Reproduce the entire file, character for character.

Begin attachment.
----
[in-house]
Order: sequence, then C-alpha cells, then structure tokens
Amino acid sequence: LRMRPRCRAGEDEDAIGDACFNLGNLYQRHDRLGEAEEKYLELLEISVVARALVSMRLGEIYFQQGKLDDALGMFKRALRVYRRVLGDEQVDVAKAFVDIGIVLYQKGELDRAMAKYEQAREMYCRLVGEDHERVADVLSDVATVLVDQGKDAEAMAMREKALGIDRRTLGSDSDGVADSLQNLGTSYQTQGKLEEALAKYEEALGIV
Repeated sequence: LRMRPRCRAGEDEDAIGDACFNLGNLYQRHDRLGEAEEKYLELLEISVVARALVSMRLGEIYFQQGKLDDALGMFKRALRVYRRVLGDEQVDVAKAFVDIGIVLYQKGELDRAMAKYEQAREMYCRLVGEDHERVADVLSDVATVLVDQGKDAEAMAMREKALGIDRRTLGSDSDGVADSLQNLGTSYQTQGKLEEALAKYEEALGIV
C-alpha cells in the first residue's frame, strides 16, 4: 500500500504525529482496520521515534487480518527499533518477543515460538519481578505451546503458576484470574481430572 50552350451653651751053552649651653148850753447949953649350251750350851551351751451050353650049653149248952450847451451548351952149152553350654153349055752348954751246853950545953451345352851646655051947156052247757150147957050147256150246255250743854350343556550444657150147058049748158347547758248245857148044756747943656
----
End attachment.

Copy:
[in-house]
Order: sequence, then C-alpha cells, then structure tokens
Amino acid sequence: LRMRPRCRAGEDEDAIGDACFNLGNLYQRHDRLGEAEEKYLELLEISVVARALVSMRLGEIYFQQGKLDDALGMFKRALRVYRRVLGDEQVDVAKAFVDIGIVLYQKGELDRAMAKYEQAREMYCRLVGEDHERVADVLSDVATVLVDQGKDAEAMAMREKALGIDRRTLGSDSDGVADSLQNLGTSYQTQGKLEEALAKYEEALGIV
Repeated sequence: LRMRPRCRAGEDEDAIGDACFNLGNLYQRHDRLGEAEEKYLELLEISVVARALVSMRLGEIYFQQGKLDDALGMFKRALRVYRRVLGDEQVDVAKAFVDIGIVLYQKGELDRAMAKYEQAREMYCRLVGEDHERVADVLSDVATVLVDQGKDAEAMAMREKALGIDRRTLGSDSDGVADSLQNLGTSYQTQGKLEEALAKYEEALGIV
C-alpha cells in the first residue's frame, strides 16, 4: 500500500504525529482496520521515534487480518527499533518477543515460538519481578505451546503458576484470574481430572 50552350451653651751053552649651653148850753447949953649350251750350851551351751451050353650049653149248952450847451451548351952149152553350654153349055752348954751246853950545953451345352851646655051947156052247757150147957050147256150246255250743854350343556550444657150147058049748158347547758248245857148044756747943656